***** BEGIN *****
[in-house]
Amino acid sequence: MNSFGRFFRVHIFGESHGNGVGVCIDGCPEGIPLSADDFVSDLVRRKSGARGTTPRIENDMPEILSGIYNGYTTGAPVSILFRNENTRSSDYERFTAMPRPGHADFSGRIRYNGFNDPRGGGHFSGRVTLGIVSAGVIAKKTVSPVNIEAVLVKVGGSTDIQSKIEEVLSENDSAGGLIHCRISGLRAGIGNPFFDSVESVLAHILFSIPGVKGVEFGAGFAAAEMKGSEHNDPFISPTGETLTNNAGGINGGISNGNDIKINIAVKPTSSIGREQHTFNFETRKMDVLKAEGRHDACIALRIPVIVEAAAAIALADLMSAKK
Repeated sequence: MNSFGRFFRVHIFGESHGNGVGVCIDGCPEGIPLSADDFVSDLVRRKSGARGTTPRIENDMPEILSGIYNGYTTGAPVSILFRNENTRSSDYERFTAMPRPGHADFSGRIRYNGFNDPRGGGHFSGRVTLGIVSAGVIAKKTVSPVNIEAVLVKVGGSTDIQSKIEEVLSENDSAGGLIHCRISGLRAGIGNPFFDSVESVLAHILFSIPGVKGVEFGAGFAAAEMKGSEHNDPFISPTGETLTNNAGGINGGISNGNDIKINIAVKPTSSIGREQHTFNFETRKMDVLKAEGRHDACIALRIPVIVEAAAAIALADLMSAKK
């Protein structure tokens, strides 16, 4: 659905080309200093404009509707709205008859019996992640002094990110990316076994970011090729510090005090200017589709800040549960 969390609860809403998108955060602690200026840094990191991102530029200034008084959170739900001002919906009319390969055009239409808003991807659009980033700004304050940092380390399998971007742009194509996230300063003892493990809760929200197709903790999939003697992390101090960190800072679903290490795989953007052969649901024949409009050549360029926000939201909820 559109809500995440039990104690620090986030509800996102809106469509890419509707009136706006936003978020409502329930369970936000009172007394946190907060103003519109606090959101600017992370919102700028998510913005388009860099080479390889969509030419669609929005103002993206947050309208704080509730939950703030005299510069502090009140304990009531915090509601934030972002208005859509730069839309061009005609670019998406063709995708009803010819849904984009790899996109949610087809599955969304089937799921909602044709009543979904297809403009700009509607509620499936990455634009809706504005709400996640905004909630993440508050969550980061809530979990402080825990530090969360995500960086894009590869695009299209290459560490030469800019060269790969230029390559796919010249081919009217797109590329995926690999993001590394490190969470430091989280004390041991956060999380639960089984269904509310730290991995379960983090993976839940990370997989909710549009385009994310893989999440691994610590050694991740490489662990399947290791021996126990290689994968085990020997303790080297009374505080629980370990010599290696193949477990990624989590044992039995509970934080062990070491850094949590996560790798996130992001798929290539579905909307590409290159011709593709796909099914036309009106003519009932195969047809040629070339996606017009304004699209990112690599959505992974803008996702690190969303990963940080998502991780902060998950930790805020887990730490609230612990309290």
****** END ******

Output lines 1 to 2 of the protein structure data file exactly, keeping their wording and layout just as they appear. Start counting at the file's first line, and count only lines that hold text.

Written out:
[in-house]
Amino acid sequence: MNSFGRFFRVHIFGESHGNGVGVCIDGCPEGIPLSADDFVSDLVRRKSGARGTTPRIENDMPEILSGIYNGYTTGAPVSILFRNENTRSSDYERFTAMPRPGHADFSGRIRYNGFNDPRGGGHFSGRVTLGIVSAGVIAKKTVSPVNIEAVLVKVGGSTDIQSKIEEVLSENDSAGGLIHCRISGLRAGIGNPFFDSVESVLAHILFSIPGVKGVEFGAGFAAAEMKGSEHNDPFISPTGETLTNNAGGINGGISNGNDIKINIAVKPTSSIGREQHTFNFETRKMDVLKAEGRHDACIALRIPVIVEAAAAIALADLMSAKK